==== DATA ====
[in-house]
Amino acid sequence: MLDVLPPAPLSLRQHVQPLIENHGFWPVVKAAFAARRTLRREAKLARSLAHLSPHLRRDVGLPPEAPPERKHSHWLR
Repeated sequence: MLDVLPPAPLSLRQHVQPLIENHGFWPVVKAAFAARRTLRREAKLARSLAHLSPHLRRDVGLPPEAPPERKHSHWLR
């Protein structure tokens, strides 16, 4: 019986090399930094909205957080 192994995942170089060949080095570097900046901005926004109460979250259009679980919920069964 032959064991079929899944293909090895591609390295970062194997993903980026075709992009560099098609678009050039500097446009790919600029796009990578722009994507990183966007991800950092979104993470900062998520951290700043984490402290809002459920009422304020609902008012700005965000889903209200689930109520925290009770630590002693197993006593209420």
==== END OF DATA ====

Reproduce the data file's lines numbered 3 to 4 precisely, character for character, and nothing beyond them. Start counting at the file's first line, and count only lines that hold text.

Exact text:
Repeated sequence: MLDVLPPAPLSLRQHVQPLIENHGFWPVVKAAFAARRTLRREAKLARSLAHLSPHLRRDVGLPPEAPPERKHSHWLR
């Protein structure tokens, strides 16, 4: 019986090399930094909205957080 192994995942170089060949080095570097900046901005926004109460979250259009679980919920069964 032959064991079929899944293909090895591609390295970062194997993903980026075709992009560099098609678009050039500097446009790919600029796009990578722009994507990183966007991800950092979104993470900062998520951290700043984490402290809002459920009422304020609902008012700005965000889903209200689930109520925290009770630590002693197993006593209420």